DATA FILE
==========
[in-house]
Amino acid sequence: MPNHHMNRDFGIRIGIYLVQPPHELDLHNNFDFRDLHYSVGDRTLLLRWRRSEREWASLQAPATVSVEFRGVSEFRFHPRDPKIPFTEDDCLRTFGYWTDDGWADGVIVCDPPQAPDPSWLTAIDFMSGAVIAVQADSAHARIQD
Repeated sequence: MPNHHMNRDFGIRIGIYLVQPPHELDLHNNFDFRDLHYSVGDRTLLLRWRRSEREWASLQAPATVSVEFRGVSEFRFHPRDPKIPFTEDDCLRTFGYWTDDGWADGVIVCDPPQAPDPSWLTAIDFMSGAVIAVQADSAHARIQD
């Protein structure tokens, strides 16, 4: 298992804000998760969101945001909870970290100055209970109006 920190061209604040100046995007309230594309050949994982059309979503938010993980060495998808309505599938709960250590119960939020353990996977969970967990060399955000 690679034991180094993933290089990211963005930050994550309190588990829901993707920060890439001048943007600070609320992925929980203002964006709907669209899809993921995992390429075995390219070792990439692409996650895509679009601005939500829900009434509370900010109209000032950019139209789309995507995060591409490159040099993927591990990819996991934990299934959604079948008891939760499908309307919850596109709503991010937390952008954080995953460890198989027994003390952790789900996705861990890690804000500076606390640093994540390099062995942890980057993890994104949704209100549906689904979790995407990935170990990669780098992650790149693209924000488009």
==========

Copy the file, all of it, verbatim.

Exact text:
[in-house]
Amino acid sequence: MPNHHMNRDFGIRIGIYLVQPPHELDLHNNFDFRDLHYSVGDRTLLLRWRRSEREWASLQAPATVSVEFRGVSEFRFHPRDPKIPFTEDDCLRTFGYWTDDGWADGVIVCDPPQAPDPSWLTAIDFMSGAVIAVQADSAHARIQD
Repeated sequence: MPNHHMNRDFGIRIGIYLVQPPHELDLHNNFDFRDLHYSVGDRTLLLRWRRSEREWASLQAPATVSVEFRGVSEFRFHPRDPKIPFTEDDCLRTFGYWTDDGWADGVIVCDPPQAPDPSWLTAIDFMSGAVIAVQADSAHARIQD
């Protein structure tokens, strides 16, 4: 298992804000998760969101945001909870970290100055209970109006 920190061209604040100046995007309230594309050949994982059309979503938010993980060495998808309505599938709960250590119960939020353990996977969970967990060399955000 690679034991180094993933290089990211963005930050994550309190588990829901993707920060890439001048943007600070609320992925929980203002964006709907669209899809993921995992390429075995390219070792990439692409996650895509679009601005939500829900009434509370900010109209000032950019139209789309995507995060591409490159040099993927591990990819996991934990299934959604079948008891939760499908309307919850596109709503991010937390952008954080995953460890198989027994003390952790789900996705861990890690804000500076606390640093994540390099062995942890980057993890994104949704209100549906689904979790995407990935170990990669780098992650790149693209924000488009």